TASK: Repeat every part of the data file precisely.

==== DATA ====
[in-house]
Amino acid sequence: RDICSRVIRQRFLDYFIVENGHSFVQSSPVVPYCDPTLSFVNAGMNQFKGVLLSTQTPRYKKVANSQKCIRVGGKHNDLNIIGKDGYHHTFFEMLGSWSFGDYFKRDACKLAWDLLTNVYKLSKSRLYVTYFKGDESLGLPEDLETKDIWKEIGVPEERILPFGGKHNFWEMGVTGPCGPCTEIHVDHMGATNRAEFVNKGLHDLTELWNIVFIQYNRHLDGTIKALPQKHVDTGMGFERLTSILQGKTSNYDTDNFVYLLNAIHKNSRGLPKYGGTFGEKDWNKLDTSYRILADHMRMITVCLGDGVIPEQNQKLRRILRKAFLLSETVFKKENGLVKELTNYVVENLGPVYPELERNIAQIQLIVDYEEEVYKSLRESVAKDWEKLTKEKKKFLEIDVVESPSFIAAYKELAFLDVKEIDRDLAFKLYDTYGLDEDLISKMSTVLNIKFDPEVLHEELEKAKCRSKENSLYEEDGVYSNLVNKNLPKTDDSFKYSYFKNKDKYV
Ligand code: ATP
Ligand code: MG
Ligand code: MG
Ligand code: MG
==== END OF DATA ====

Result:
[in-house]
Amino acid sequence: RDICSRVIRQRFLDYFIVENGHSFVQSSPVVPYCDPTLSFVNAGMNQFKGVLLSTQTPRYKKVANSQKCIRVGGKHNDLNIIGKDGYHHTFFEMLGSWSFGDYFKRDACKLAWDLLTNVYKLSKSRLYVTYFKGDESLGLPEDLETKDIWKEIGVPEERILPFGGKHNFWEMGVTGPCGPCTEIHVDHMGATNRAEFVNKGLHDLTELWNIVFIQYNRHLDGTIKALPQKHVDTGMGFERLTSILQGKTSNYDTDNFVYLLNAIHKNSRGLPKYGGTFGEKDWNKLDTSYRILADHMRMITVCLGDGVIPEQNQKLRRILRKAFLLSETVFKKENGLVKELTNYVVENLGPVYPELERNIAQIQLIVDYEEEVYKSLRESVAKDWEKLTKEKKKFLEIDVVESPSFIAAYKELAFLDVKEIDRDLAFKLYDTYGLDEDLISKMSTVLNIKFDPEVLHEELEKAKCRSKENSLYEEDGVYSNLVNKNLPKTDDSFKYSYFKNKDKYV
Ligand code: ATP
Ligand code: MG
Ligand code: MG
Ligand code: MG